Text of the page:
Frankly, this is the best remedy I could think of, short of eliminating the once-a-week option and simply ending daily newsletters to everyone.
Sometimes subscribers forget that there’s a more frequent delivery option, and that’s a big part of the motivation behind this post.
There’s a link at the bottom of every email newsletter where you can update your preferences. You can switch back at the end of the holiday shopping season, or earlier if you’re tired of the email bombardment.
If you need help, I can make the change for you, although it’s far quicker and easier for you to update your settings than for me to do it.
Best Feedback Practices
Please don’t yell at me for emails being “late” or “after the fact.” Emails are automatic, and I go to reasonable lengths to ensure that more time-sensitive posts are published prior to the daily cut-off time. And when that’s not possible, I send a second email out manually. I even set most giveaway end dates with email subscriber inclusion in mind.
Sarcasm doesn’t give me warm and fuzzy feelings either.
There could be another setting between daily and weekly email frequency, but I have never felt it to be necessary. Daily and weekly settings have always seemed to be enough, and no one has ever asked for more options.
There are lots of things you can yell at me for.
“My spouse is angry at all the tool shipments that came in this week, so I blamed you to get out of the dog house.” (Join the club – I blame ToolGuyd as well!)
“Thanks to you, I’ve saved so much money on the tools I need, but I don’t know what to spend the rest of my budget on!”
For for other things, I’m only human, and there are some things that aren’t my fault or ToolGuyd’s – things like the email newsletter frequency that subscribers sign up for.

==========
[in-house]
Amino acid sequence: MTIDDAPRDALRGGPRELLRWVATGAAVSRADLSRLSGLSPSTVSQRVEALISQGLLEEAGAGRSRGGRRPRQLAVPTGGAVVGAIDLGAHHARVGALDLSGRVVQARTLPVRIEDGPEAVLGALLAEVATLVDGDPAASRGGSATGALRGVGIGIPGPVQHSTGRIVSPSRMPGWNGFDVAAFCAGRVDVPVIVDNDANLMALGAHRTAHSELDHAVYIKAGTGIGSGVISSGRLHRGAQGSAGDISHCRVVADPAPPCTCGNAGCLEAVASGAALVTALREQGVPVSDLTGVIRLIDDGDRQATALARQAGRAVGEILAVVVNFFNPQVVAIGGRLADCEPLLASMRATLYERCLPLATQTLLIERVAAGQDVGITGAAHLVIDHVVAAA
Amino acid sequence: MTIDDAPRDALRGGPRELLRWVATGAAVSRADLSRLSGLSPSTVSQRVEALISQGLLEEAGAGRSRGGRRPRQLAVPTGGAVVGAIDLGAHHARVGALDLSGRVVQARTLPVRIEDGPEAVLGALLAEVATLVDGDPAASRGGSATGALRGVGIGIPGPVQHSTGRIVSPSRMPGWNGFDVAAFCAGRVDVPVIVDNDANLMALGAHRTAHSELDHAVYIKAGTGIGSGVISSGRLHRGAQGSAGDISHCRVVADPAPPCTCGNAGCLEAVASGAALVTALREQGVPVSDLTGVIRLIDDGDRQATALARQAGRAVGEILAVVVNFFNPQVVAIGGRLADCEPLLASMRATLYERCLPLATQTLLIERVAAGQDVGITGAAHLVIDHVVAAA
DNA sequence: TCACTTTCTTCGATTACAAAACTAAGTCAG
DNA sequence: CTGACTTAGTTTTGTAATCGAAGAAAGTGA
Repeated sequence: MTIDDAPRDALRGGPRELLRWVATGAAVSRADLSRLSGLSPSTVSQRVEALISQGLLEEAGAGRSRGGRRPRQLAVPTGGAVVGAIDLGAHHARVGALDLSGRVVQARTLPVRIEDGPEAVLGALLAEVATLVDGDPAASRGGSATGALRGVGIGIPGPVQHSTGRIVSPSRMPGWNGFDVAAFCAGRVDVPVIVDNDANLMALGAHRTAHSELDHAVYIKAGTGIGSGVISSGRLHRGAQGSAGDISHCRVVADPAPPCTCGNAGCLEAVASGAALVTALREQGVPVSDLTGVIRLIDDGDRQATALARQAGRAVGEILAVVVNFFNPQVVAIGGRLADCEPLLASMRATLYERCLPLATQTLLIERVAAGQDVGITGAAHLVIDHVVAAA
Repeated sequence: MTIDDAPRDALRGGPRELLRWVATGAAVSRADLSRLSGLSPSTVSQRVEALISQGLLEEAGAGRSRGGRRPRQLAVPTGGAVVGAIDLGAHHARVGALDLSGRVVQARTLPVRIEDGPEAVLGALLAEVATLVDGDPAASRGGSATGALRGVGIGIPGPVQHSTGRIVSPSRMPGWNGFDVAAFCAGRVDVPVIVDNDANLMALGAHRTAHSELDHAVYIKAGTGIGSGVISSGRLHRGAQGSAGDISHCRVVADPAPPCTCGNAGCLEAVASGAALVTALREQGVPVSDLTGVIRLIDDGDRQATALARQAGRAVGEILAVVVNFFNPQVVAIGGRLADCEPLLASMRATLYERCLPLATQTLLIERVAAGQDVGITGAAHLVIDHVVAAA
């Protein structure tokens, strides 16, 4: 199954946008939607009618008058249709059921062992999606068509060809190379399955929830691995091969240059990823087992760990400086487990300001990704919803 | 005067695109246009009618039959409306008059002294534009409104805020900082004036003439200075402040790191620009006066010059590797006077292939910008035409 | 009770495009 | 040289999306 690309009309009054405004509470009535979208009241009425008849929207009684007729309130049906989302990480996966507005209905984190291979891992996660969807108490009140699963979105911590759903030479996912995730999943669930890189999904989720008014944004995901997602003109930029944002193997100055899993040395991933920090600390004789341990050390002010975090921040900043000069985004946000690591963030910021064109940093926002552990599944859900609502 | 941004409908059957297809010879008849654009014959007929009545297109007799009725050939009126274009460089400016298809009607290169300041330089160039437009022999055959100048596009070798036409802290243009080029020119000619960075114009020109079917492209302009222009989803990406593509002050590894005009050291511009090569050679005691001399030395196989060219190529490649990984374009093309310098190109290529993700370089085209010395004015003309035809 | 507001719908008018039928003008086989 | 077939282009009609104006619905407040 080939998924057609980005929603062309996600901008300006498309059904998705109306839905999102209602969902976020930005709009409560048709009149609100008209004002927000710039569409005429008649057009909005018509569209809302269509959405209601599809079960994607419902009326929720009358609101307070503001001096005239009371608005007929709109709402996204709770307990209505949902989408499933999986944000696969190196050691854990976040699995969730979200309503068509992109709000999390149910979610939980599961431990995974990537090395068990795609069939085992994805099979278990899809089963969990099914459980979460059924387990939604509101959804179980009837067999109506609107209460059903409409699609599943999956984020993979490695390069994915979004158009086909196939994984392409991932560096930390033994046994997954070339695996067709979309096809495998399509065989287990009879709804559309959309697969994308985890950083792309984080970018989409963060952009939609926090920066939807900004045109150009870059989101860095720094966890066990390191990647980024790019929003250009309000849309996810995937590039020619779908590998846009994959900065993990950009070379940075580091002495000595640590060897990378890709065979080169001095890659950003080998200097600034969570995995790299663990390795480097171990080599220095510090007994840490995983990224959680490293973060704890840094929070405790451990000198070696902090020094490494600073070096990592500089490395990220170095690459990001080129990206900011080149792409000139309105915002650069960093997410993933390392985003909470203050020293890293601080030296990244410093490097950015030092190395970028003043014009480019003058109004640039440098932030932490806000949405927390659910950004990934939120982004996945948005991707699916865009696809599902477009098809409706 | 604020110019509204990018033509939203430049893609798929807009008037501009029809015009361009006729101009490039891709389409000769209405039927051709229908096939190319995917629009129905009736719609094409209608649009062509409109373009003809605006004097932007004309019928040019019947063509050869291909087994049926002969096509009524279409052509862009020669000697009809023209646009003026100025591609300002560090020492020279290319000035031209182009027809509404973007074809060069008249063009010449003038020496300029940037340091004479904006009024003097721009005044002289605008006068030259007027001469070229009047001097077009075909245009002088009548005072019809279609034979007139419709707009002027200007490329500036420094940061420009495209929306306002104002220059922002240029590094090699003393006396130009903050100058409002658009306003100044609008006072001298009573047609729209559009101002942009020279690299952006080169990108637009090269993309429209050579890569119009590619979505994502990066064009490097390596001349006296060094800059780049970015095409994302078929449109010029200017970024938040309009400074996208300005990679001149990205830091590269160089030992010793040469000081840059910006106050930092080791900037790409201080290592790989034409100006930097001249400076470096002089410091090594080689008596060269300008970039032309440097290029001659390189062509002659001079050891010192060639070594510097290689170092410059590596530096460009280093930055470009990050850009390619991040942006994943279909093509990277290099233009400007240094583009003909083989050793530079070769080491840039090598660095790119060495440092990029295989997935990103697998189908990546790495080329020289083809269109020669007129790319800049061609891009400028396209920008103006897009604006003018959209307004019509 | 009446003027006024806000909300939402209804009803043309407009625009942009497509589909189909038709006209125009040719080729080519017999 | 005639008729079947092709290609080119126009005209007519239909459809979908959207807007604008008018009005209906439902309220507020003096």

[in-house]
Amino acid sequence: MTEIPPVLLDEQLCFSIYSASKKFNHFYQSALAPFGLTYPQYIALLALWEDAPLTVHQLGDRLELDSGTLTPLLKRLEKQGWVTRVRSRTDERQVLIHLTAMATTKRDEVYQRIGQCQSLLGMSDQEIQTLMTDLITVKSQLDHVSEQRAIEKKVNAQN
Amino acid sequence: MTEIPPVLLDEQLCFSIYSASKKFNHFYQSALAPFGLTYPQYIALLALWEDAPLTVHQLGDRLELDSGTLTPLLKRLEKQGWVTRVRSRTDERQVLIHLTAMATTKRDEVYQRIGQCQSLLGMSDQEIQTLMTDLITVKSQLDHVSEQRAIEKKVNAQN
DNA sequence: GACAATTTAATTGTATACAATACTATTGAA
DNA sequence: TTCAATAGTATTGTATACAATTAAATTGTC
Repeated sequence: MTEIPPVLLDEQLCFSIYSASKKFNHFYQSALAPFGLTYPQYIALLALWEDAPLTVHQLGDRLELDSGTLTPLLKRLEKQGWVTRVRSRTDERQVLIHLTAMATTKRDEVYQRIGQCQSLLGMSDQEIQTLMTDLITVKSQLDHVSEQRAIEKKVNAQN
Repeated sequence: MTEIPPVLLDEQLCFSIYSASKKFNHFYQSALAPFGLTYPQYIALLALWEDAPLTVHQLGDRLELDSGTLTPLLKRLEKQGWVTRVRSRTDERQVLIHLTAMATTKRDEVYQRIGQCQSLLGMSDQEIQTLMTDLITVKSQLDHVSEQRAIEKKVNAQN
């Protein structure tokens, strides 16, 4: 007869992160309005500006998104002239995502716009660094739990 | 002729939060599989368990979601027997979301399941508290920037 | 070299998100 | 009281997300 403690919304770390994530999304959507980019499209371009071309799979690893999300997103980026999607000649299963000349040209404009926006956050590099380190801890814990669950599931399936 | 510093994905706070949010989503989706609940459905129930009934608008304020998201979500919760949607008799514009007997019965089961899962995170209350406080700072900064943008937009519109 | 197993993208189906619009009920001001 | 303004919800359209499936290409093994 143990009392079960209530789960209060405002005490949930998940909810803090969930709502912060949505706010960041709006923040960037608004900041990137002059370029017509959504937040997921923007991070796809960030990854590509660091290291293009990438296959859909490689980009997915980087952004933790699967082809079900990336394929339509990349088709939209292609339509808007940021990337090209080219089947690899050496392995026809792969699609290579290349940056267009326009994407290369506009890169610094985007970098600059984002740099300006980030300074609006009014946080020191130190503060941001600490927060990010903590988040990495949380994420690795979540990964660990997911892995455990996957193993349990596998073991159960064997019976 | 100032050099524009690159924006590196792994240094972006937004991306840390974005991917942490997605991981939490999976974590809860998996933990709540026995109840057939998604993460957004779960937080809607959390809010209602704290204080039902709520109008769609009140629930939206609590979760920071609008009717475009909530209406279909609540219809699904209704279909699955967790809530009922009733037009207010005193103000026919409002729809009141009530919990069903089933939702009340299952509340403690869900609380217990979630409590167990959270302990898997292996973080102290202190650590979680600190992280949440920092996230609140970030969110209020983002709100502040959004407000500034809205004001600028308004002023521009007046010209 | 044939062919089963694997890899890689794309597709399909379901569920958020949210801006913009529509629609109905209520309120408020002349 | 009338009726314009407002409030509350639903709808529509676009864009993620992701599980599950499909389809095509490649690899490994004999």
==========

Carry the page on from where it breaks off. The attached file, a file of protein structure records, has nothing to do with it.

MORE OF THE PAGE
“Thanks for nothing” is also a sure way to incur my ire. To that reader – that your local home center has tools marked the same in their regular shelf placement as in the holiday gift center promo display does NOT mean it’s not on sale, it just means that staff is updating pricing as they’re supposed to.
If you’re going to craft feedback to me this time of year, or really any time, here are some examples of more effective approaches:
I would like it if:
It would benefit me more if:
Could you please:
Have you considered:
I never take kindly to hostile communications, but the increasingly frequency of “it’s all your fault” and “you did something wrong” tone I’ve been seeing lately is especially frustrating.
I suppose I could encourage communications and customer service or support practices I try to adhere to as a customer – be polite and convey what you want. If more people tried this, a lot of the nasty “this email is useless, all the deals expired” emails would sound more like “how can I get more timely email newsletter delivery.”
Quite a few people seem to be unaware or forgotten that ToolGuyd has different newsletter subscription delivery options, and that’s okay. Seriously, I made this mistake once or twice as a subscriber before as well. Being hostile or rude can be understandable in some situations, but not here.
I am much more willing and eager to try to improve a situation – even when it’s not at all my or ToolGuyd’s fault – if the request is polite and respectful, and am sure that most people feel the same way.